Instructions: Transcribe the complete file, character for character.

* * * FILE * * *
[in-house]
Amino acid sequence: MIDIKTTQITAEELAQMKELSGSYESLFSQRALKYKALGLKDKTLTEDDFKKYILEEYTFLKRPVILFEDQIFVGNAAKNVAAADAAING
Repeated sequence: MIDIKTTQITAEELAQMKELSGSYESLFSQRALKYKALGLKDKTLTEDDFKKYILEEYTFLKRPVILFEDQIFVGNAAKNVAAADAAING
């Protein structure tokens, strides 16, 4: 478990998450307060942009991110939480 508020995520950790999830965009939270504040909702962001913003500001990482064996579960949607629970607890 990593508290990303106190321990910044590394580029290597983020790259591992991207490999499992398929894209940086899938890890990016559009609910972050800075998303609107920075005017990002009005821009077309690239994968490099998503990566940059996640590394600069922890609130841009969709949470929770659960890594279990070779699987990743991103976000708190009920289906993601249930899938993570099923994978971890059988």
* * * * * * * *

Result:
[in-house]
Amino acid sequence: MIDIKTTQITAEELAQMKELSGSYESLFSQRALKYKALGLKDKTLTEDDFKKYILEEYTFLKRPVILFEDQIFVGNAAKNVAAADAAING
Repeated sequence: MIDIKTTQITAEELAQMKELSGSYESLFSQRALKYKALGLKDKTLTEDDFKKYILEEYTFLKRPVILFEDQIFVGNAAKNVAAADAAING
């Protein structure tokens, strides 16, 4: 478990998450307060942009991110939480 508020995520950790999830965009939270504040909702962001913003500001990482064996579960949607629970607890 990593508290990303106190321990910044590394580029290597983020790259591992991207490999499992398929894209940086899938890890990016559009609910972050800075998303609107920075005017990002009005821009077309690239994968490099998503990566940059996640590394600069922890609130841009969709949470929770659960890594279990070779699987990743991103976000708190009920289906993601249930899938993570099923994978971890059988």